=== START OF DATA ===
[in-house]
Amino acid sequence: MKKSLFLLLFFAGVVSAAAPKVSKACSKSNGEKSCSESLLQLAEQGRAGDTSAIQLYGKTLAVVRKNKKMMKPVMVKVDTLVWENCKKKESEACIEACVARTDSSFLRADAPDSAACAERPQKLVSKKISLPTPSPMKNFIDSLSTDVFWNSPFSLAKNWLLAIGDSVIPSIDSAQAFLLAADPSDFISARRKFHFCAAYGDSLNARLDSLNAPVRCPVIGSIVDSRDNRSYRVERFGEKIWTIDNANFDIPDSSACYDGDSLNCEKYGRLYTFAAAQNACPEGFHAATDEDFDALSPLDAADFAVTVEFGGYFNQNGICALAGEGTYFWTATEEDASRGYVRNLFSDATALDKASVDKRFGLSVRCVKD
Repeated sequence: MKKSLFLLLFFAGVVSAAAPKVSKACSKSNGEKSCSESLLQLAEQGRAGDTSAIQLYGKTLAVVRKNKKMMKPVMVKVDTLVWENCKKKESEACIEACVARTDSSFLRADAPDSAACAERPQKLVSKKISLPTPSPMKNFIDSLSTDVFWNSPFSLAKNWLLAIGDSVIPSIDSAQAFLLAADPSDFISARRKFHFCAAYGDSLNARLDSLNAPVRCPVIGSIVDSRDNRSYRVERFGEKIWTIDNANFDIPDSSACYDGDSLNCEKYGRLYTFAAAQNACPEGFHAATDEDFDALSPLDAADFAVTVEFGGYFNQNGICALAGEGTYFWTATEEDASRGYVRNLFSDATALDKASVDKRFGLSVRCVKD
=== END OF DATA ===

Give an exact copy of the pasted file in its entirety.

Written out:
[in-house]
Amino acid sequence: MKKSLFLLLFFAGVVSAAAPKVSKACSKSNGEKSCSESLLQLAEQGRAGDTSAIQLYGKTLAVVRKNKKMMKPVMVKVDTLVWENCKKKESEACIEACVARTDSSFLRADAPDSAACAERPQKLVSKKISLPTPSPMKNFIDSLSTDVFWNSPFSLAKNWLLAIGDSVIPSIDSAQAFLLAADPSDFISARRKFHFCAAYGDSLNARLDSLNAPVRCPVIGSIVDSRDNRSYRVERFGEKIWTIDNANFDIPDSSACYDGDSLNCEKYGRLYTFAAAQNACPEGFHAATDEDFDALSPLDAADFAVTVEFGGYFNQNGICALAGEGTYFWTATEEDASRGYVRNLFSDATALDKASVDKRFGLSVRCVKD
Repeated sequence: MKKSLFLLLFFAGVVSAAAPKVSKACSKSNGEKSCSESLLQLAEQGRAGDTSAIQLYGKTLAVVRKNKKMMKPVMVKVDTLVWENCKKKESEACIEACVARTDSSFLRADAPDSAACAERPQKLVSKKISLPTPSPMKNFIDSLSTDVFWNSPFSLAKNWLLAIGDSVIPSIDSAQAFLLAADPSDFISARRKFHFCAAYGDSLNARLDSLNAPVRCPVIGSIVDSRDNRSYRVERFGEKIWTIDNANFDIPDSSACYDGDSLNCEKYGRLYTFAAAQNACPEGFHAATDEDFDALSPLDAADFAVTVEFGGYFNQNGICALAGEGTYFWTATEEDASRGYVRNLFSDATALDKASVDKRFGLSVRCVKD